Team Pataky has much to be thankful for this Thanksgiving.
Matt's heart stopped last Thursday and after a million pieces falling into place, he survived and is now on the road to recovery at home with a bonus piece of equipment in his chest to prevent any other potential episodes of cardiac arrest.
We were planning to fly to London last Thursday night and decided to do a hard swim set that morning before work at the club pool across from our house. After he kicked my butt (as usual) we were talking at the shallow end of the pool when he mentioned he felt like he was going to black out and then dropped below the surface of the water. I thought he was joking and pulled him up, but immediately noticed he was unresponsive and making a whimpering sound - the most horrific thing I have ever heard. I screamed for help and the only other woman in the pool complex ran to call 911. I unsuccessfully attempted to pull him out of the water and after many cries for help, an amazing club employee ran to the pool and together we got him out of the water and onto the pool deck. I started what I assumed and hoped was CPR and kept yelling at Matt to stay with me and that he was not yet done living and that he better survive. I think at this point I started yelling at God as well.
After what seemed like hours, but was probably more like 7 minutes, the EMTs arrived; and after 2 shocks he returned to a normal sinus rhythm. Tuesday, after three stents and one ICD (personal defibrillator) installation, he was discharged from the hospital and is now recovering at home with my family, dogs, and friends.
As I mentioned to some friends and family in an email the night it happened, I have never been so scared in my entire life. To see the most important person in my life lying blue and lifeless on a cold pool deck is pretty much the worst thing imaginable. I only remember bits and pieces of what transpired but clearly remember telling myself that there were no second chances in this situation...no "do overs" if I was not able to get him the help he needed. I typically rely upon "sherpa" Matt for so much and to have the tables turned in such a way was quite surreal.
We do not know why this occurred, beyond the fact that Matt's heart is a genetic disaster. We could sit around and complain about how it is not fair for someone who takes such great care of his body, for someone who is so passionate about pushing himself to the max to have such a condition. However, we accept that life is really just not freaking fair. People do not get cancer or brain tumors because they are "bad" or "good." In the same way, we cannot necessarily ward off something like a bad heart. What we can do is be vigilant about the situation and do everything in our power to minimize the risks. Most importantly, we can use this second chance in life to truly LIVE. I have found myself consumed with the most ridiculous issues in life....whether I look "fat," why the Kona points ranking system is unfair, or why so and so does or does not follow me on twitter. In reality, though, none of this crap matters. What matters is the relationships I have with my friends and family. I would give up anything to spend an extra day with Matt on this earth and I will live each future day cherishing him.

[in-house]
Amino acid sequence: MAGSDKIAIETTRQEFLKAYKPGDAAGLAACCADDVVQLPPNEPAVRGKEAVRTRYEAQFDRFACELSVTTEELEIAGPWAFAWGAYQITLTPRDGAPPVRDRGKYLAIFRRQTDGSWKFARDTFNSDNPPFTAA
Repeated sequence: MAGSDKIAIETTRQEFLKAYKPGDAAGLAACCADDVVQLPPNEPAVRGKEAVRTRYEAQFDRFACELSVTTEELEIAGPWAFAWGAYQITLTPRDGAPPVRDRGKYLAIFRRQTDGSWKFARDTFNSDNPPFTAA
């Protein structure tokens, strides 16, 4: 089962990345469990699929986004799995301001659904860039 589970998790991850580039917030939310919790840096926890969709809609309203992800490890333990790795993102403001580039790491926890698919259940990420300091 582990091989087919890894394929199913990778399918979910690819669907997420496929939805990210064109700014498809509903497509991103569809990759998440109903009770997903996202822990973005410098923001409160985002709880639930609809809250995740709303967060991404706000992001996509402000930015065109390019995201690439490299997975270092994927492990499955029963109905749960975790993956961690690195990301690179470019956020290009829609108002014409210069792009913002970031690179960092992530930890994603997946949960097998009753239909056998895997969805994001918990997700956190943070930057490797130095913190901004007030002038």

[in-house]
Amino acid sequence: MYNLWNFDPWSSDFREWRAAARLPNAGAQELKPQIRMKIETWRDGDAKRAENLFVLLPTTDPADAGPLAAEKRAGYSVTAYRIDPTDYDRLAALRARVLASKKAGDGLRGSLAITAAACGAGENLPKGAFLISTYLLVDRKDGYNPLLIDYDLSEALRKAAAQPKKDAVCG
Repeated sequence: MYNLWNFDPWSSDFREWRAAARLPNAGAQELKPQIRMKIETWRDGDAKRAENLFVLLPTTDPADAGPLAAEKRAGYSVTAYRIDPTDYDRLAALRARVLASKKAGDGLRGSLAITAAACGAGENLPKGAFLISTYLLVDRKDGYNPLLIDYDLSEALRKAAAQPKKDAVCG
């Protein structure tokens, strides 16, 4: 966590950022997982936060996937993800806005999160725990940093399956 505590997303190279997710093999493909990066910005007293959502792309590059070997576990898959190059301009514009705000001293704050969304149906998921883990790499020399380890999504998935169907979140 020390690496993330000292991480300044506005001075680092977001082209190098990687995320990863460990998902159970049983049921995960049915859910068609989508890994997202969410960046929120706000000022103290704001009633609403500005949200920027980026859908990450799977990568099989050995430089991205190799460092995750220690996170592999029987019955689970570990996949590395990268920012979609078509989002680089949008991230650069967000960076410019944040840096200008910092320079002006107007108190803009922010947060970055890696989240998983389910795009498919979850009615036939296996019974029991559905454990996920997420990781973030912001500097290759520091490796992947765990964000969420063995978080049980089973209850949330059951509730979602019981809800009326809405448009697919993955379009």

Thanks to all of our family and friends, both local and far away, who reached out to help us via hospital visits, prayers, emails, expert cardiology advice (karen :) ) and phone calls. We are both touched by your support for us. I am also so thankful for all the emergency medical professionals who save lives every single day. We both have much to process, physically and mentally, but are so fortunate to have a network of support upon which we can rely.
Happy Thanksgiving and please go sign up for a CPR class. :)
Matt's hospital view for almost a week - not too shabby.
Thursday, November 24, 2011
Thursday, November 17, 2011
Following up with the altitude tent post, my race report version of "Sleeping my Way to the Top" can be found on DC Rainmaker.com. It features tales of mudslides, garbage bag rain coats and over-fried fish. Check it out. And to avoid accusations of cross-posting, I will include bonus material for loyal slog fans. Some blogs have give-aways... I present you with low-resolution pictures.
Here are the elite men lining up on the pontoon. There were 60 of them, and earlier on in the morning, 50 women started the race.
The moto leads the way around the bike course:
Andy Potts got a flat tire and ran around like a mad man for a replacement wheel to finish the race. Slam dunk!
The men exiting the second transition--from the bike to the run.
I think he was in a scavenger hunt and gathering as many signatures as possible.
A view while ascending El Peñón de Guatapé. I'm aware the font changed...
Euros scaling the stairs.
Bird's eye view of the hotel.
View from the top.
Attending church, kind of.
Clowns. Yes, it's as fun as it looks.
Flora outside my hotel room. The bars over the windows helped me feel right at home--just like my old apartment on U St.
A minor lapse in judgment at the Medellin airport led to this.
When I was plastered to my bed, SNOW, of snowtaxi fame (this links to an oldie, but goodie, including Lauren's FAVORITE photo of me racing in a red cotton long sleeve)... brought the Sl00t back to life.
Tuesday, November 8, 2011
To read a scintillating account of my 2 week stint in an altitude tent before the Guatape ITU World Cup, check out the guest post I wrote for endurance sports technology guru, Ray of DCRainmaker.com.
The comments contain some good insight from my coach, too.